Impairment of acquisition of cocaine self-administration in rats maintained on a high-fat diet.
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Variations in dietary constituents such as carbohydrate are known to alter psychostimulant function in brain. Relatively few studies have examined the reinforcing effects of psychostimulants in subjects maintained on high-fat diets. The present experiment compared the rate of acquisition of an operant response for intravenous (i.v.) cocaine infusions (0.2 mg/kg) in rats fed either a chow-pellet diet or a 35.9% (by weight) high-fat diet for 45 days prior to cocaine self-administration testing. Rats maintained on a high-fat diet for 45 days exhibited diminished acquisition of cocaine self-administration, and this effect was not a function of dietary-induced obesity. The results suggest that prolonged exposure to a high-fat diet diminishes the efficacy of cocaine reinforcement.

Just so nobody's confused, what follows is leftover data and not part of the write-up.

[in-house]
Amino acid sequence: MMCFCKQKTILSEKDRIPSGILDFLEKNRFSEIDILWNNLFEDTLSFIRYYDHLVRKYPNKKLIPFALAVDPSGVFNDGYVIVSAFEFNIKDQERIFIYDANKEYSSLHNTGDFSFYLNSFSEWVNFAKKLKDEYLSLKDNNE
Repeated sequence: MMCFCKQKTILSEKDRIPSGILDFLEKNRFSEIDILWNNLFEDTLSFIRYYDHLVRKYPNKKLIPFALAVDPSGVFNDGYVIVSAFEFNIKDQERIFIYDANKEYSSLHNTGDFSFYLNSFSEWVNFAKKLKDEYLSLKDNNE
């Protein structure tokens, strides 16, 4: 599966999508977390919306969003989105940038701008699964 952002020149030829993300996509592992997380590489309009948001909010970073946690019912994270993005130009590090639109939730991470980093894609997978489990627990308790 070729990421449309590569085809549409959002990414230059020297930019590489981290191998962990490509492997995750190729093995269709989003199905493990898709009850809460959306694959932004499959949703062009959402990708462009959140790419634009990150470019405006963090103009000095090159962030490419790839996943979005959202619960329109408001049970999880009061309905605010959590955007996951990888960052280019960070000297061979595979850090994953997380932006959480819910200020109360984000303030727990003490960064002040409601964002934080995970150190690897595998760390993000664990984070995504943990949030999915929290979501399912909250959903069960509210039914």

author list (cited authors)
Wellman, P. J., Nation, J. R., & Davis, K. W.
complete list of authors
Wellman, Paul J||Nation, Jack R||Davis, Kristina W